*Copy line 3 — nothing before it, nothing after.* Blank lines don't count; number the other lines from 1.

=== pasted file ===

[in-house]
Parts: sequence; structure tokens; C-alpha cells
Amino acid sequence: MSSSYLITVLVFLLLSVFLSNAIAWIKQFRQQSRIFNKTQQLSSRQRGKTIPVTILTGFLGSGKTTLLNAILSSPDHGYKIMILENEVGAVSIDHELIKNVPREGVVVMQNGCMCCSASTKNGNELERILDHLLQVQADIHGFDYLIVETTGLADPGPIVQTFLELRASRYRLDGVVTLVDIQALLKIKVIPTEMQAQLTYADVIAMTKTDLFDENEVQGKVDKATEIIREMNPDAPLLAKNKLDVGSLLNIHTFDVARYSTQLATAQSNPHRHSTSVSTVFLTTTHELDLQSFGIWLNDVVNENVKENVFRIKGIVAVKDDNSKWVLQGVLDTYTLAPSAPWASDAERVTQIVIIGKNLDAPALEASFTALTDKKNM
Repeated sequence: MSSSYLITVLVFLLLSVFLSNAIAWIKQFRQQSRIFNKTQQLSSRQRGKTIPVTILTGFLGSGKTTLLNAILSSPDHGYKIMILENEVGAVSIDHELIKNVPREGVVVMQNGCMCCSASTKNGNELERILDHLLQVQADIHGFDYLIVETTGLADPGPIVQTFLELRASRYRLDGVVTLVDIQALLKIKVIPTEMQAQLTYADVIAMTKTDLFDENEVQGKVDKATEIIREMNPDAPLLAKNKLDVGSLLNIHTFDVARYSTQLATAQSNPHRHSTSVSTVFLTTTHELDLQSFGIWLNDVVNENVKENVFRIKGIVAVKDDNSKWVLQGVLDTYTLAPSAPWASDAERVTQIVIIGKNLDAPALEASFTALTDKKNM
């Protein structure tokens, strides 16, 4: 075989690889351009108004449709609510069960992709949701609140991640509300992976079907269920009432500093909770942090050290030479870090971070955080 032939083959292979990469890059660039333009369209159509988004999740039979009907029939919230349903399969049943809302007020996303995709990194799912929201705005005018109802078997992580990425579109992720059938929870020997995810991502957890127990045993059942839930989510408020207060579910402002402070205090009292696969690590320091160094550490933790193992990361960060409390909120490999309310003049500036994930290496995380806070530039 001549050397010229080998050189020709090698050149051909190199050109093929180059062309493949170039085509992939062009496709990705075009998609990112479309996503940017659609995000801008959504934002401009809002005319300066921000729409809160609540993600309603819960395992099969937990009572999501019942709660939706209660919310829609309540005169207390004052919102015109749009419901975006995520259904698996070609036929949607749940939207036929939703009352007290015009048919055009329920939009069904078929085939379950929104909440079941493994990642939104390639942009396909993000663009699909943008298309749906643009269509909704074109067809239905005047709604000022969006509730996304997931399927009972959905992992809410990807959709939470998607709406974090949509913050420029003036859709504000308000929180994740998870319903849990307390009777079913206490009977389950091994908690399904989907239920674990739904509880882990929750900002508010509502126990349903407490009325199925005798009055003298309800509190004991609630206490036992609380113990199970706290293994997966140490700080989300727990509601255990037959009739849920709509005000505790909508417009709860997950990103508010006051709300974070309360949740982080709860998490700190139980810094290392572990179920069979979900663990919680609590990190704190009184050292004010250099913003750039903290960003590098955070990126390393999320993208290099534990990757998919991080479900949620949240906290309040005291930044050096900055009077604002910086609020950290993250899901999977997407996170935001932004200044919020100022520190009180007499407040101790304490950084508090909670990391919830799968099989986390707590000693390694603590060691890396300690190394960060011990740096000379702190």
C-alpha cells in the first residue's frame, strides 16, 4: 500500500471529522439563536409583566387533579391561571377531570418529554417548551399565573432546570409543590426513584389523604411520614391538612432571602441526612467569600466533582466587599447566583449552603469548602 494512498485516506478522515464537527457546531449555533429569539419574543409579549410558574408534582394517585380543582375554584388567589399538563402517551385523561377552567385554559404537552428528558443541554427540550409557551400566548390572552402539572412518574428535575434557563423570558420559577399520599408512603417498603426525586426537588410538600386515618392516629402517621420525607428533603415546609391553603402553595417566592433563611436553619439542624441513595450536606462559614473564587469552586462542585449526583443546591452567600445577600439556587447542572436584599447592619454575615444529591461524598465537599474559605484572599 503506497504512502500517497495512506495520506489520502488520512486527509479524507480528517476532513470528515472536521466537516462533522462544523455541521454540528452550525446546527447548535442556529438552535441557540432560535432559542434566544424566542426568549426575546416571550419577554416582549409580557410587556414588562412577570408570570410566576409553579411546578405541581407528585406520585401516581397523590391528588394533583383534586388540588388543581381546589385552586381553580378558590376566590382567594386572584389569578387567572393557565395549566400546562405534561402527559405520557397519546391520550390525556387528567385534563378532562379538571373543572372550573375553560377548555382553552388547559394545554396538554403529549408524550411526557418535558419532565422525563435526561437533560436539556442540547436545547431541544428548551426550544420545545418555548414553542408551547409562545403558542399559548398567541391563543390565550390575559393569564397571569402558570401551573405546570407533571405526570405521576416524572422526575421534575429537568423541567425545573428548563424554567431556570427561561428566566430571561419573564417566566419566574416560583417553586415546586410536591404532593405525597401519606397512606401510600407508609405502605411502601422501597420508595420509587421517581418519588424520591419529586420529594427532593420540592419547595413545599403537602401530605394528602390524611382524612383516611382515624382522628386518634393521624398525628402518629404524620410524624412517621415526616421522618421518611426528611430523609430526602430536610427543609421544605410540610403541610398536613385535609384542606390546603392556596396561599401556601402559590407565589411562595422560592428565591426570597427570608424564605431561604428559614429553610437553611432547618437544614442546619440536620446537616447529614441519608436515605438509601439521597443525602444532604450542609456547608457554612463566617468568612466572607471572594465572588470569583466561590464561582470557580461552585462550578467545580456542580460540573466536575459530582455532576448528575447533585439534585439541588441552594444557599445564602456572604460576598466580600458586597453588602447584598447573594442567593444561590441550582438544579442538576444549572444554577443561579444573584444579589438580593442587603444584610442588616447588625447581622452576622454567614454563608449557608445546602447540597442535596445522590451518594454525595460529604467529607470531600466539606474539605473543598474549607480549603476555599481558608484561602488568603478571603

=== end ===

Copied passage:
Amino acid sequence: MSSSYLITVLVFLLLSVFLSNAIAWIKQFRQQSRIFNKTQQLSSRQRGKTIPVTILTGFLGSGKTTLLNAILSSPDHGYKIMILENEVGAVSIDHELIKNVPREGVVVMQNGCMCCSASTKNGNELERILDHLLQVQADIHGFDYLIVETTGLADPGPIVQTFLELRASRYRLDGVVTLVDIQALLKIKVIPTEMQAQLTYADVIAMTKTDLFDENEVQGKVDKATEIIREMNPDAPLLAKNKLDVGSLLNIHTFDVARYSTQLATAQSNPHRHSTSVSTVFLTTTHELDLQSFGIWLNDVVNENVKENVFRIKGIVAVKDDNSKWVLQGVLDTYTLAPSAPWASDAERVTQIVIIGKNLDAPALEASFTALTDKKNM